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Chile in the OECD: The milestones of a decade of membership

InvestChile - June,1,2020

The organization has influenced the design of a dozen programs and social policies, involving 87 legislative reforms, 14 new public institutions and the commissioning of 87 studies.

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It is ten years since Chile joined the Organisation for Economic Co-operation and Development (OECD) and its membership has allowed it to implement measures in areas that include the economy, innovation, education, anti-corruption and transparency.

The organization has influenced the design of a dozen programs and social policies, involving 87 legislative reforms, 14 new public institutions and the commissioning of 87 studies.

“The balance has been positive. First, with its comparative experience, the OECD contributes to the development of best practices in the design and implementation of public policies,” says Finance Minister Ignacio Briones, who was the country’s second ambassador to the organization.

Former minister Karen Poniachik coordinated Chile’s accession process. “We had to make many changes to our legislation, which were very positive, such as the corporate governance of Codelco and, a few years later, ENAP. There was also everything that had to do with anti-corruption legislation,” she says.

Undersecretary of International Economic Relations Rodrigo Yáñez stresses the importance of this milestone. “In these ten years of work, our country has not only been able to implement important measures recommended by the OECD, but has also contributed its vision as a developing country, transmitting new approaches that help to develop public policies which work not only in large developed countries, but also in those still advancing in that direction,” says Yáñez.

According to Felipe Morandé, Chile’s current ambassador to the OECD, “the support we have received from the OECD in different areas of public policy has been very important for improving our institutions. Moreover, interaction with the other member countries, almost all of which are developed, has allowed us to enrich our policy decisions based on their experience. Chile has also shared its good practices with the OECD.”

Chile’s accession took place three years after the OECD Ministerial Council invited it to join the organization. This called for the prior implementation of a number of reforms in areas such as bank secrecy, anti-corruption measures and freedom of foreign investment.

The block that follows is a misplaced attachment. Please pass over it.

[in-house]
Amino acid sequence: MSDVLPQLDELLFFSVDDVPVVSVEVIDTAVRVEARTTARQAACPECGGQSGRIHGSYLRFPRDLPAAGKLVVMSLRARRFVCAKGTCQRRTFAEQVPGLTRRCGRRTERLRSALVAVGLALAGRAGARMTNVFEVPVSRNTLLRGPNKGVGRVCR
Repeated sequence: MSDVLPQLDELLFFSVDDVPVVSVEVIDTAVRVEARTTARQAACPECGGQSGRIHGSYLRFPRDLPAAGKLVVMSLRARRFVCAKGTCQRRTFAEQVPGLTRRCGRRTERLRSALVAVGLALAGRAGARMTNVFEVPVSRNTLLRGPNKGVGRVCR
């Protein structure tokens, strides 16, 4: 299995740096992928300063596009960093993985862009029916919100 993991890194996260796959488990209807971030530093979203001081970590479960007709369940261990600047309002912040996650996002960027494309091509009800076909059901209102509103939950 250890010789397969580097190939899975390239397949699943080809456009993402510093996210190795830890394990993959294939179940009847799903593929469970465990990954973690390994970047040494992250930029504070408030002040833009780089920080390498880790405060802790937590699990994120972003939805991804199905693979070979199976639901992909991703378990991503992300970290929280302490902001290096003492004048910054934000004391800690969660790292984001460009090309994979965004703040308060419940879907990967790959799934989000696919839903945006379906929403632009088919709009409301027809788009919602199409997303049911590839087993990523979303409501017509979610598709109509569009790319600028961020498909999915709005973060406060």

Principal milestones of a decade of membership of the OECD:

  • Foreign trade

Openness to trade and investment is recognized as one of Chile’s achievements as regards foreign trade. In the Services Trade Restrictions Index, Chile stands out for having fewer barriers than the average for OECD member countries.

In the case of trade facilitation indicators (TFI), Chile exceeds or approaches the best performance in the sample’s 11 indicators in all the areas measured.

  • Economic achievements

In addition, membership of the OECD has been conducive to a number of economic achievements such as the fiscal rule - with its contribution to economic stability - and the creation of the Autonomous Fiscal Council and, as regards financial regulation, the creation of the financial arm of the National Consumer Service (SERNAC) and the Financial Market Commission (CMF).

  • Innovation

Other areas highlighted by the OECD are Chile’s efforts on innovation as reflected in the creation of the Ministry of Science, Technology, Knowledge and Innovation.

  • Free competition

Progress on free competition was achieved by strengthening the regulatory framework, reinforcing sanctions for anti-competitive practices, increasing the powers of the National Economic Prosecution Service (FNE) and carrying out market studies in line with OECD recommendations.

  • State companies

The OECD recognizes the measures Chile has implemented as regards governance of the system of state enterprises, with a decentralized regulatory framework for their supervision.

  • Education

In this field, Chile’s achievements are related to initiatives that include the new Teachers’ Career Law and the Chile Solidario Program as an example of promotion of the participation of the most excluded groups at the preschool level.

  • Environment

The creation of the Environment Ministry, the Environmental Evaluation Service and the environmental tribunals, established in 2010 on the recommendation of the OECD, strengthened the country’s environmental institutions.

  • What does the OECD do?

The purpose of the OECD, which was officially established in 1961, is to design “better policies for better lives” through the promotion of policies that favor prosperity, equality, opportunities and wellbeing for all.

Its 37 members work together to solve common problems, sharing experiences and identifying best practices that permit the promotion of policies to optimize living standards.

The OECD also maintains global relations with other international organizations and institutions, such as the ILO, the IMF, the World Bank and the UN, as well as being an active partner of the G20. Civil society is represented through its Business and Industrial Advisory Committee (BIAC) and Trade Union Advisory Committee (TUAC), which collaborate in almost all the OECD’s areas of work.

For further information about Chile’s participation in the OECD, see this article. 

Source: SUBREI and El Mercurio

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Topics: OCDE- InvestChile

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